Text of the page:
Andy Burnham: In 2005-06, a strategic health authority (SHA) incentive scheme was introduced and managed by the NHS Bank. The main aim of the scheme was to encourage good financial management. Any SHA taking advantage of the incentive scheme needed to demonstrate satisfactory delivery of key performance targets.
In 2006-07, SHAs will take the lead locally in developing and implementing a service and financial strategy for managing the financial position within their locality. This will include creating local reserves. The size of the reserves and any contribution from each primary care trust (PCT) will vary according to local circumstances, but the underlying principle will be fairness. We expect SHAs to maintain the integrity of the allocations system with PCTs entitled to repayment of any contributions over a reasonable period not normally exceeding the three-year allocation cycle.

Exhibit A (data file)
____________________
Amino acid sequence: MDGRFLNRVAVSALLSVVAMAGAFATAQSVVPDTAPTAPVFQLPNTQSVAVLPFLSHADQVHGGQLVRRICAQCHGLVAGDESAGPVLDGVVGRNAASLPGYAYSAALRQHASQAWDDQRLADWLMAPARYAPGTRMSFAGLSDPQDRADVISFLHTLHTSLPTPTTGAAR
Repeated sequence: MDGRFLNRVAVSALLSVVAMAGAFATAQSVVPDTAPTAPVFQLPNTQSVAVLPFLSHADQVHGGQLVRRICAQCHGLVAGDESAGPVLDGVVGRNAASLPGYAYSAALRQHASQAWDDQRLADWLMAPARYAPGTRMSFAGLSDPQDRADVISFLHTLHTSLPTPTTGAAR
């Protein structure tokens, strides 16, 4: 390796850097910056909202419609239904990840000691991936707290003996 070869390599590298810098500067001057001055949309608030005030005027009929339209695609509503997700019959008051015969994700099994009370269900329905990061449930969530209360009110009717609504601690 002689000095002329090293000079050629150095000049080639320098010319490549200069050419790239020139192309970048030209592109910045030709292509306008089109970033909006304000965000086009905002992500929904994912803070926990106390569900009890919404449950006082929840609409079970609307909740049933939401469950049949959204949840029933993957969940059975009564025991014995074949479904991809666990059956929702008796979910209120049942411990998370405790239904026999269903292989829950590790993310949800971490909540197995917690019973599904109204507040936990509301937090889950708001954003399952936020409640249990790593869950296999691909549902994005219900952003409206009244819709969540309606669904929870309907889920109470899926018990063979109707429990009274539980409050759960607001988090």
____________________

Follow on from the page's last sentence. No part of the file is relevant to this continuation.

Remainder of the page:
Caroline Flint: Details of tuberculosis case reports and rates per 100,000 population by region, in England and Wales, are shown in the following tables which are also available on Health Protection Agency website at www.hpa.org.uk/infections/topics_az/tb/epidemiology/tablel5.htm.
|Tables 1 and 2: Tuberculosis case reports and rates (per 100,000 population) by region, England and Wales, 1999 to 2004|
|Region||Number||Rate (per 100,000)||Number||Rate (per 100,000)||Number||Rate (per 100,000)|